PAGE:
Alibi

Bez’s experience of publicly playtesting his party game In a Bind made it clear that making a public fool of himself with the game first was an important way of getting other people to take part, rather than putting them off as he had initially feared. Michael said that in Punchdrunk’s productions, masks were worn by audience members partly so as to distinguish the actors, but also so as to provide cover and allow them to interact with the show less self-consciously.

The Office Party

Mo wondered about a larp which started with a couple of people playing characters, everyone else as audience, but the audience members could become as involved as they wanted to be: assuming characters, interacting, and becoming fully performers if they wished to. Because this would be billed as a game rather than a performance, and because it would be improvised rather than prescripted, there wouldn’t be that expectation of hierarchy. Current larps with audiences (eg. A Mother’s Heart) restricted the level of involvement that the audience members could have, to a greater or lesser extent. But why not a larp which starts with performers and an audience, but by the end might have just all performers?

Design

We set out to design such a larp, and thought a party might be a good setting: it would feel natural for people to drift around by themselves or in small groups, and they could engage with other people or not in a natural manner. Furthermore a party typically provides alibi for uninhibited behaviour. It was suggested that an office party, at which co-workers could be present along with clients, guests, family members and so on, and in which a natural hierarchy and set of tensions among the characters would be easy to set up and understand, might be a good one to try. Meta-techniques could be used to spotlight particular interactions or reactions.

Players would write their own name badges as they assumed characters. Furthermore, as they improvised, they would write ‘hooks’ on index cards. So for example if two characters are conversing and one mentions their partner, they can write “Alex’s partner” on a card, and place it on the table. This can then be picked up by an audience member who wants to play that family member at the party, and who writes a badge for themselves accordingly: “Pat, Alex’s partner”. Or less directly, if a player decides their character is secretly a fraud but someone should know this, they can write a hook card saying: “You know that Taylor is a fraud”. An audience member might create a new character for this hook, or they might combine it with another, such that it’s Alex’s partner who knows that Taylor is a fraud. And so on.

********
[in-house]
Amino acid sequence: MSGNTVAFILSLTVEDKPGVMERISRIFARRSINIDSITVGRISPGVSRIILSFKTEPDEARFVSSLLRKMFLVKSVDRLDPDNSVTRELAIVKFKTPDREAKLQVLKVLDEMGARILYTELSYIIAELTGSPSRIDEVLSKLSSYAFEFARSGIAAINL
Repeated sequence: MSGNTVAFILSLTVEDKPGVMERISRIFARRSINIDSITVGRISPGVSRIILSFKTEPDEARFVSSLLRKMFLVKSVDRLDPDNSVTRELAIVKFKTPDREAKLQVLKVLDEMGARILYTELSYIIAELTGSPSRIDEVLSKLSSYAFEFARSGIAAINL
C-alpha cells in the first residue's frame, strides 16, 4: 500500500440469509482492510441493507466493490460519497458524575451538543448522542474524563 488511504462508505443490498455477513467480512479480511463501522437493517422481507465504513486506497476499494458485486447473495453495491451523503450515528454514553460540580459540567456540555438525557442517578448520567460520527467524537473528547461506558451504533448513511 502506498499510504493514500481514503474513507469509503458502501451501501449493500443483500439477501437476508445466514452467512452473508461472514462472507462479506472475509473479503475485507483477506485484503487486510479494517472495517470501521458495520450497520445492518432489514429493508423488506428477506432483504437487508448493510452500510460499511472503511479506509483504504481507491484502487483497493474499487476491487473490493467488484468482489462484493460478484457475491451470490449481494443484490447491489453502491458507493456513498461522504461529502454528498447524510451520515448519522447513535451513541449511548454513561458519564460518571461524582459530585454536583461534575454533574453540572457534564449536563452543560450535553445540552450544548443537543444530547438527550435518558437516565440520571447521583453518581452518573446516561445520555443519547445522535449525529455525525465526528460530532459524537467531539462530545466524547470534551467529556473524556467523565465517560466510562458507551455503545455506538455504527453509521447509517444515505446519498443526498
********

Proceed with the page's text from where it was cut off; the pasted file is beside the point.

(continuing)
We thought it might be helpful if people could discard characters and assume new ones as they please, rather than being stuck in the first one they hooked into: by taking off their character badge, Alex’s partner leaves the party, or goes into another room. (Also, they could withdraw from performing and return to just observing if they wished.) This naturally extended to other people wanting to take up that same character later and play Alex’s partner returning. Bez suggested keeping a little notebook for each character, so players could write down the important things that other players might need to know if they picked the character back up. This seems essential for continuity, but fiddly.

Playtest

So, we playtested The Office Party for about an hour: at the office of Zak Steele, superstar archaeologist. The initial characters were Zak and his office manager Jeremy. All ten attenders took part, with Michael being in the role of person who wishes only to observe and not playing a named character at all. Jenny had to leave partway through (to go to the immersive theatre production Father Dagon!), but was able to do so neatly in-character.

Debriefing the game afterwards, it was felt that it was a bit unstructured and chaotic, and might have benefited from a preannounced timetable and endpoint. (This would effectively be taking it somewhat in the direction of What Happened in Lanzarote.) An internal-monologue space would also have helped, to let people update others on how that particular character was developing/progressing internally. It was hard for observers to hear enough speech to get a good overall picture of what was going on – they had to instead choose to tune in to individual conversations. Music cues, and possibly an overall background soundtrack, might have been good. And physical props – eg. a bunch of different hats, scarfs etc – would help establish and broadcast character identity. Overall though it was felt that the game was a fun experience both for people who played characters most/all of the time and for those who didn’t: and that it might be worth developing further.